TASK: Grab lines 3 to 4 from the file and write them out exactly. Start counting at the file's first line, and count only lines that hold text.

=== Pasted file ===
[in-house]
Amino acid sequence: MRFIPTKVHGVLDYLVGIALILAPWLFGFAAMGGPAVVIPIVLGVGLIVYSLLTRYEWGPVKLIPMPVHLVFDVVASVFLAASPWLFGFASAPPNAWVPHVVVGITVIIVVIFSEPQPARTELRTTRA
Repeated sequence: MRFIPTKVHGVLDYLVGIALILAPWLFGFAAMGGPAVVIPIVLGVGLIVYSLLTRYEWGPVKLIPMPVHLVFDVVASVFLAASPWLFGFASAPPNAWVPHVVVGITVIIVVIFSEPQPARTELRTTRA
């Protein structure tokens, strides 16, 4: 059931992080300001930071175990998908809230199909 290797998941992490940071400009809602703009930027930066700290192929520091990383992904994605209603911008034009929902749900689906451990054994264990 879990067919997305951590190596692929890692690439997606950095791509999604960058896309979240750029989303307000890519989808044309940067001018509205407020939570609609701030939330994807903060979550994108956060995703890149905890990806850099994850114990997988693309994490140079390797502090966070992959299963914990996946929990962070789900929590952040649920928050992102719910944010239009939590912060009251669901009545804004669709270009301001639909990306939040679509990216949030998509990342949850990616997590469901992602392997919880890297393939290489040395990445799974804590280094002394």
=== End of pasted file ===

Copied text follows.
Repeated sequence: MRFIPTKVHGVLDYLVGIALILAPWLFGFAAMGGPAVVIPIVLGVGLIVYSLLTRYEWGPVKLIPMPVHLVFDVVASVFLAASPWLFGFASAPPNAWVPHVVVGITVIIVVIFSEPQPARTELRTTRA
């Protein structure tokens, strides 16, 4: 059931992080300001930071175990998908809230199909 290797998941992490940071400009809602703009930027930066700290192929520091990383992904994605209603911008034009929902749900689906451990054994264990 879990067919997305951590190596692929890692690439997606950095791509999604960058896309979240750029989303307000890519989808044309940067001018509205407020939570609609701030939330994807903060979550994108956060995703890149905890990806850099994850114990997988693309994490140079390797502090966070992959299963914990996946929990962070789900929590952040649920928050992102719910944010239009939590912060009251669901009545804004669709270009301001639909990306939040679509990216949030998509990342949850990616997590469901992602392997919880890297393939290489040395990445799974804590280094002394």